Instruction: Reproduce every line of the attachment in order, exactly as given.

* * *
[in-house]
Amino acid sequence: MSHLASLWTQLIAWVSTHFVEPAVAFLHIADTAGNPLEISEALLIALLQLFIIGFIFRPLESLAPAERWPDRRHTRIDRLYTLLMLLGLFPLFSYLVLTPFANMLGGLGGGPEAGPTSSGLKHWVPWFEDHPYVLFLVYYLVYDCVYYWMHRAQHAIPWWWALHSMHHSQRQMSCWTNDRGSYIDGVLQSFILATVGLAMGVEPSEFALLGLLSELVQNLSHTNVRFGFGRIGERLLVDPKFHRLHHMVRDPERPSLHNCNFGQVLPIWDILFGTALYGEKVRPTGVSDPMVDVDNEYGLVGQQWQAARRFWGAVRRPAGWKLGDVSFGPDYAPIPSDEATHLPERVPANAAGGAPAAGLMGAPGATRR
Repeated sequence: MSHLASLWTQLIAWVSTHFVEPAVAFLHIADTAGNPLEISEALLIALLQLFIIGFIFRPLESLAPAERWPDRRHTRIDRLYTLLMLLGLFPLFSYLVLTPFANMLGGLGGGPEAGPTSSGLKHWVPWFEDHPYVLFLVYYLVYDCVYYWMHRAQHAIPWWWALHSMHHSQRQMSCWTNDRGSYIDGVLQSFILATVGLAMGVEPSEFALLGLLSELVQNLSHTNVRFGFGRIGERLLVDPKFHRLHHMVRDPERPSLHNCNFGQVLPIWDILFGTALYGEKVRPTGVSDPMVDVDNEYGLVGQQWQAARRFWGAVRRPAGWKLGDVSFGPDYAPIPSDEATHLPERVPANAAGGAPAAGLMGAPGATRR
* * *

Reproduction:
[in-house]
Amino acid sequence: MSHLASLWTQLIAWVSTHFVEPAVAFLHIADTAGNPLEISEALLIALLQLFIIGFIFRPLESLAPAERWPDRRHTRIDRLYTLLMLLGLFPLFSYLVLTPFANMLGGLGGGPEAGPTSSGLKHWVPWFEDHPYVLFLVYYLVYDCVYYWMHRAQHAIPWWWALHSMHHSQRQMSCWTNDRGSYIDGVLQSFILATVGLAMGVEPSEFALLGLLSELVQNLSHTNVRFGFGRIGERLLVDPKFHRLHHMVRDPERPSLHNCNFGQVLPIWDILFGTALYGEKVRPTGVSDPMVDVDNEYGLVGQQWQAARRFWGAVRRPAGWKLGDVSFGPDYAPIPSDEATHLPERVPANAAGGAPAAGLMGAPGATRR
Repeated sequence: MSHLASLWTQLIAWVSTHFVEPAVAFLHIADTAGNPLEISEALLIALLQLFIIGFIFRPLESLAPAERWPDRRHTRIDRLYTLLMLLGLFPLFSYLVLTPFANMLGGLGGGPEAGPTSSGLKHWVPWFEDHPYVLFLVYYLVYDCVYYWMHRAQHAIPWWWALHSMHHSQRQMSCWTNDRGSYIDGVLQSFILATVGLAMGVEPSEFALLGLLSELVQNLSHTNVRFGFGRIGERLLVDPKFHRLHHMVRDPERPSLHNCNFGQVLPIWDILFGTALYGEKVRPTGVSDPMVDVDNEYGLVGQQWQAARRFWGAVRRPAGWKLGDVSFGPDYAPIPSDEATHLPERVPANAAGGAPAAGLMGAPGATRR